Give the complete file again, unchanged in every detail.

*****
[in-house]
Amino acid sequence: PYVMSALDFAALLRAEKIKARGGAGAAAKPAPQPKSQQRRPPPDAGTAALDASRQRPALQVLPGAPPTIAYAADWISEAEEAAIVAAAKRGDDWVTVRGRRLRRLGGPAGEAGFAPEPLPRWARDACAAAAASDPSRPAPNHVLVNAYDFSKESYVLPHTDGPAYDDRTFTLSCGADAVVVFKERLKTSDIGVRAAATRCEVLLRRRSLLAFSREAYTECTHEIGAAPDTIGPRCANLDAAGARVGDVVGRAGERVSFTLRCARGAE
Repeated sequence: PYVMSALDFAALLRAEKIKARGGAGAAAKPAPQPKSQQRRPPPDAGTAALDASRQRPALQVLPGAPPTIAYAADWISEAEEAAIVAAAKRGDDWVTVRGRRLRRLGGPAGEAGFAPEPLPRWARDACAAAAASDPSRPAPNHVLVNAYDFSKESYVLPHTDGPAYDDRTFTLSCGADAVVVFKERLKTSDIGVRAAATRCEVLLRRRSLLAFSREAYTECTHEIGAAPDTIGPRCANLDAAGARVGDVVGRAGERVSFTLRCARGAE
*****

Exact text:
[in-house]
Amino acid sequence: PYVMSALDFAALLRAEKIKARGGAGAAAKPAPQPKSQQRRPPPDAGTAALDASRQRPALQVLPGAPPTIAYAADWISEAEEAAIVAAAKRGDDWVTVRGRRLRRLGGPAGEAGFAPEPLPRWARDACAAAAASDPSRPAPNHVLVNAYDFSKESYVLPHTDGPAYDDRTFTLSCGADAVVVFKERLKTSDIGVRAAATRCEVLLRRRSLLAFSREAYTECTHEIGAAPDTIGPRCANLDAAGARVGDVVGRAGERVSFTLRCARGAE
Repeated sequence: PYVMSALDFAALLRAEKIKARGGAGAAAKPAPQPKSQQRRPPPDAGTAALDASRQRPALQVLPGAPPTIAYAADWISEAEEAAIVAAAKRGDDWVTVRGRRLRRLGGPAGEAGFAPEPLPRWARDACAAAAASDPSRPAPNHVLVNAYDFSKESYVLPHTDGPAYDDRTFTLSCGADAVVVFKERLKTSDIGVRAAATRCEVLLRRRSLLAFSREAYTECTHEIGAAPDTIGPRCANLDAAGARVGDVVGRAGERVSFTLRCARGAE